Saturday, March 11, 2017

Over and Thru the Night (1980-1987)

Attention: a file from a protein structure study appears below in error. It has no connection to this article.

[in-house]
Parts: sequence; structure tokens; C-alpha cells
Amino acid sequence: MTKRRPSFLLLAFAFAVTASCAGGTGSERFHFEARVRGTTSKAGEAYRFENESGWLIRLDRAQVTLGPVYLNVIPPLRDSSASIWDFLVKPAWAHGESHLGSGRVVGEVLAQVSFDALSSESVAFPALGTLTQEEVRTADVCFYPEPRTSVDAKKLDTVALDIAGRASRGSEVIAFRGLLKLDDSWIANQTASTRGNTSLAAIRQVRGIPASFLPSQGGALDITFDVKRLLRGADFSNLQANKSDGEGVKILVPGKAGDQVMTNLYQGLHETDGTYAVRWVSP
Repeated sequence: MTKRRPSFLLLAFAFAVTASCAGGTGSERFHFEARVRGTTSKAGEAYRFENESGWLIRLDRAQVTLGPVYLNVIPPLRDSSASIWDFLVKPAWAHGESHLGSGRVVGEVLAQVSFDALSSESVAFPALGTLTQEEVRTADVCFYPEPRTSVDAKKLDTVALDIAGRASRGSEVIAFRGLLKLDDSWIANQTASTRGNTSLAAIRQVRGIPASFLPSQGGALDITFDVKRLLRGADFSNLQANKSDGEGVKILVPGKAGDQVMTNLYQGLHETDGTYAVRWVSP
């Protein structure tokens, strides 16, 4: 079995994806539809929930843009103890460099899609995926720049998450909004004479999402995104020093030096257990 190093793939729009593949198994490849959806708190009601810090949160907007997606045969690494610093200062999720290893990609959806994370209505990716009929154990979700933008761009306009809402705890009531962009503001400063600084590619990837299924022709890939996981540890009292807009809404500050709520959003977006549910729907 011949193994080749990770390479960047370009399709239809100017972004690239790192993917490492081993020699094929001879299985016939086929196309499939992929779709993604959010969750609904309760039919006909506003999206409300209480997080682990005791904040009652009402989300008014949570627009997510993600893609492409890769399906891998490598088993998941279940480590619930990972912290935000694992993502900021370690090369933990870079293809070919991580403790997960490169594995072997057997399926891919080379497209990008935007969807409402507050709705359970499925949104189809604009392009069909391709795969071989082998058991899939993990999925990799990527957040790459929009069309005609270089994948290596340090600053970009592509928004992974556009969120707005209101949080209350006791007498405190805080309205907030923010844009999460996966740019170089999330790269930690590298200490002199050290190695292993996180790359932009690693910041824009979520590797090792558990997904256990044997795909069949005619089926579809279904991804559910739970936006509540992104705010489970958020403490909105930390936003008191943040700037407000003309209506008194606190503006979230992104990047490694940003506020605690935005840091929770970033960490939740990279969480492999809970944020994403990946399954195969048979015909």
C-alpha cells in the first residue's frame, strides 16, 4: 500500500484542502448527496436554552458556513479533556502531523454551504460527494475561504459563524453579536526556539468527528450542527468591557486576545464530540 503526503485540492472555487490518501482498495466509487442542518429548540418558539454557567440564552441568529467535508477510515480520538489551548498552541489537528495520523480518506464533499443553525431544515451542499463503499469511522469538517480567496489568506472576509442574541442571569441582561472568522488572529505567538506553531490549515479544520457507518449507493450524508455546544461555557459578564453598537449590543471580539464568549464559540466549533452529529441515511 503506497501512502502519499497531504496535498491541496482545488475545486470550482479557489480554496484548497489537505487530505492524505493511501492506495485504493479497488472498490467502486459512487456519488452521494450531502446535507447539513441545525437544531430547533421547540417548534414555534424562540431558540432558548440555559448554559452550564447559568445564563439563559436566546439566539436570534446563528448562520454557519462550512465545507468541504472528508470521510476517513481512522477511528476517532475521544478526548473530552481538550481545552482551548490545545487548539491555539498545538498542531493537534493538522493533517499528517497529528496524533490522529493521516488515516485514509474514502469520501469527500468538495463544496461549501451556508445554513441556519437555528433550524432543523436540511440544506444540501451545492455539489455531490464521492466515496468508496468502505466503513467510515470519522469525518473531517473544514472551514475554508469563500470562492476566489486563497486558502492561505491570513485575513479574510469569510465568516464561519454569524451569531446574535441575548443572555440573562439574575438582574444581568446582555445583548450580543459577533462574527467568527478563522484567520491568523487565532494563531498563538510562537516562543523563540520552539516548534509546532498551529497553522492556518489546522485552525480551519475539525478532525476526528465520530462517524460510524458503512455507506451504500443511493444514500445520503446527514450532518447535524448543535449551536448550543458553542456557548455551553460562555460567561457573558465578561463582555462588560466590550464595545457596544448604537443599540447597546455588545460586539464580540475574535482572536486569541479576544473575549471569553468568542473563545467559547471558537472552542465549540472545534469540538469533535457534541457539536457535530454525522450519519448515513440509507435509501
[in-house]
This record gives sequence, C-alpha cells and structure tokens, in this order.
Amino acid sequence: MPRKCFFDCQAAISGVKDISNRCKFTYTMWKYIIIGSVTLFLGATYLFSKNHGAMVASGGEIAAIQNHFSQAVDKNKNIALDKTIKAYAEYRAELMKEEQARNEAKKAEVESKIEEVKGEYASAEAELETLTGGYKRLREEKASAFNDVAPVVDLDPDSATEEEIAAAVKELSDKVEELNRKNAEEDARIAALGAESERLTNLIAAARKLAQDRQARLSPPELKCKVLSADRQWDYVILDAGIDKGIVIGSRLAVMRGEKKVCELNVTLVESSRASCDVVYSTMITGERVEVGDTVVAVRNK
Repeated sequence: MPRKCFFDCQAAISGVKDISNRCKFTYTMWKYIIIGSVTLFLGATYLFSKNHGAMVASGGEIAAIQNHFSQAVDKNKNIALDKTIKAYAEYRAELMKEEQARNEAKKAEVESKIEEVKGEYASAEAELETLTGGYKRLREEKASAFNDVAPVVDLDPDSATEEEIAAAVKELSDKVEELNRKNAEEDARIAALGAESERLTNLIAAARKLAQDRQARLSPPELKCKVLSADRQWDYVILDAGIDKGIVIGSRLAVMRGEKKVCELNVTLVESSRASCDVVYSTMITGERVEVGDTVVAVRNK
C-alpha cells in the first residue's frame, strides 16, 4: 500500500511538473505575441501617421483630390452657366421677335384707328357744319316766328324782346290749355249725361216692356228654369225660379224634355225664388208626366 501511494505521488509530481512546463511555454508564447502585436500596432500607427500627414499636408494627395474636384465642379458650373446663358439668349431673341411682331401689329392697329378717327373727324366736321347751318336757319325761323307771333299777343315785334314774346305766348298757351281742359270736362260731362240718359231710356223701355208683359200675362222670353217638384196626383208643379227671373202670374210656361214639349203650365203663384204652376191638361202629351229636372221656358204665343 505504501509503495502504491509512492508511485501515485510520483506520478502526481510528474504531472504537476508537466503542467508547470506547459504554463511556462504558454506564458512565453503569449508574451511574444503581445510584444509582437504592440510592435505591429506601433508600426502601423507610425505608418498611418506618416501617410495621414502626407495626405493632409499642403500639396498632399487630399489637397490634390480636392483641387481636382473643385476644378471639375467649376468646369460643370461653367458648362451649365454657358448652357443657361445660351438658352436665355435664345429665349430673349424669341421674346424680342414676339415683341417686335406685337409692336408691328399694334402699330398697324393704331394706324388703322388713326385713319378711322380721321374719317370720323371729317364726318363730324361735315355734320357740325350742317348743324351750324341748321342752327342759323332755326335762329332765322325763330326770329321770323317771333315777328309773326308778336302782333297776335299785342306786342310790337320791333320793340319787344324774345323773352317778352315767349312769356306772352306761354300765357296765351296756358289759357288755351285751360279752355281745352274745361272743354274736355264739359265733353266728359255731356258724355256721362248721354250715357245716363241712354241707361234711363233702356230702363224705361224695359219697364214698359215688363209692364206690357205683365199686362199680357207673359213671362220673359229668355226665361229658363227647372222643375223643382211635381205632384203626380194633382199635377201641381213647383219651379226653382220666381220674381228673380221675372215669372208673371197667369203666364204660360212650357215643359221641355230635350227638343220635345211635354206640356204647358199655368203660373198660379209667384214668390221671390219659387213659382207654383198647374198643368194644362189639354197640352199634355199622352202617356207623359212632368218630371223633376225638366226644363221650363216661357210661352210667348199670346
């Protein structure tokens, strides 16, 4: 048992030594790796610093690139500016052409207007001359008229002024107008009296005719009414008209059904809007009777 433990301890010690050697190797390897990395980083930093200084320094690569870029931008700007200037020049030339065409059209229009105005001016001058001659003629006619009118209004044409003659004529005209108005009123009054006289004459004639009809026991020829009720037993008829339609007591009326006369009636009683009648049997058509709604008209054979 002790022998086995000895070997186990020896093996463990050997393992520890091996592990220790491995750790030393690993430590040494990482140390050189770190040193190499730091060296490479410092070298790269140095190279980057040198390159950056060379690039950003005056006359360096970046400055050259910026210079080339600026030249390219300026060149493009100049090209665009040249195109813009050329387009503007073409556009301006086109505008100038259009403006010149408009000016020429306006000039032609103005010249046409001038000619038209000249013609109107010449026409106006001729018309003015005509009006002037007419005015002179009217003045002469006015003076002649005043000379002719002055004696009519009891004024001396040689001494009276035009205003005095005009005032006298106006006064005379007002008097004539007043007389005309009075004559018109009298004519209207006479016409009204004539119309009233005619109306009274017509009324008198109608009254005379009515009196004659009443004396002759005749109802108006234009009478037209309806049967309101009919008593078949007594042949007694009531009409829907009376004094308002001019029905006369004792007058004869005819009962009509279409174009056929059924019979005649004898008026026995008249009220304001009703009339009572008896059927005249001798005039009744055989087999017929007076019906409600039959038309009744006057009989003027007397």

Steve Fisk is better known as a producer and foundational figure in the Pacific Northwest grunge moment. His credits include Nirvana, Soundgarden, the Screaming Trees, Low, the Wedding Present, Negativland, Boss Hog, and, more recently, Car Seat Headrest, among many others. By the evidence of this album, his own interests may lie more in the direction of ambient musique concrete, combining everything that is available to anyone to hear. Or, as he puts it, "Copyright infringement is still your best entertainment value. More noise please." As if to make the point, this compilation of fragments and long concatenations, released in 1993, casually usurps some of the most fiercely protected copyright golden calves in existence, namely the Beatles and Creedence Clearwater Revival (and the Dallas TV show too, though no sign of Led Zeppelin and probably too early to be tweaking Prince). In some ways it works like a comedy album, in that the spoken word fragments and their repetitions often dominate, and memorably so. "Can't somebody out there who knows the words to the song call in and tell 'em to us?" a radio announcer implores. "I don't deserve to live," says a Deputy Dawg voice in the short framing tracks at start and end, "I Wish I Were Dead," parts 1 and 2, which I kept hearing alternately as "I've lost the will to live." "Government Figures," a relative shorty at 1:36, features a voice that sounds like Lionel Barrymore running down statistics about life expectancies. I have grown to wait for a certain particularly satisfying vocal "but" on which the track turns. That's shorter stuff. Some of these tracks are very long too. Potentially they could have been broken up into constituent parts, but enough has grown on me with this album that I trust Fisk's sense for keeping some elements together and others separate. The longest track, "You Used Me," clocks in at nearly 13 minutes, defers in substantial passages to CCR's "Keep on Chooglin'," and right in the middle opens to a gray barrage of floating white noise, like an old-fashioned empty TV channel, that briefly somehow offers a kind of unmediated ecstasy, if you're in the right mood. (To get there, let me hasten to add, you may have to listen to it a few times. You know how I feel about that advice, but there it is.) Much of the found speech is from radio and TV, with potentially multiple sources in Dallas, which I don't know, but there are clues here. My favorite track, and the one by which I suspect you can judge whether or not this is for you (hey, it's even on Napster), is the six-minute "Lying in Texas," which comes late in the album and is likely from Dallas. A whirring buzz saw accompanies an unearthly conversation between a man and a woman about a deception, a hoax, played on the woman. The man participated in it but now he is coming clean with her. The woman can't believe what she is hearing and audibly starts to fall apart. The man is cool, cruel, deadly unimpassioned. Suddenly a long break, an open stop of several seconds which produces anxiety like tripping and almost falling. Then moody keyboard swirls play and now the voices run backwards, as if whipped in high winds. An ineffable sadness overwhelms it. The musical figure plays again, and again. J.R. Ewing's name clarifies, and repeats. The whole thing plays like '40s noir to me, with dark currents and mystery. I love it the most and the whole album is pretty good that way too.

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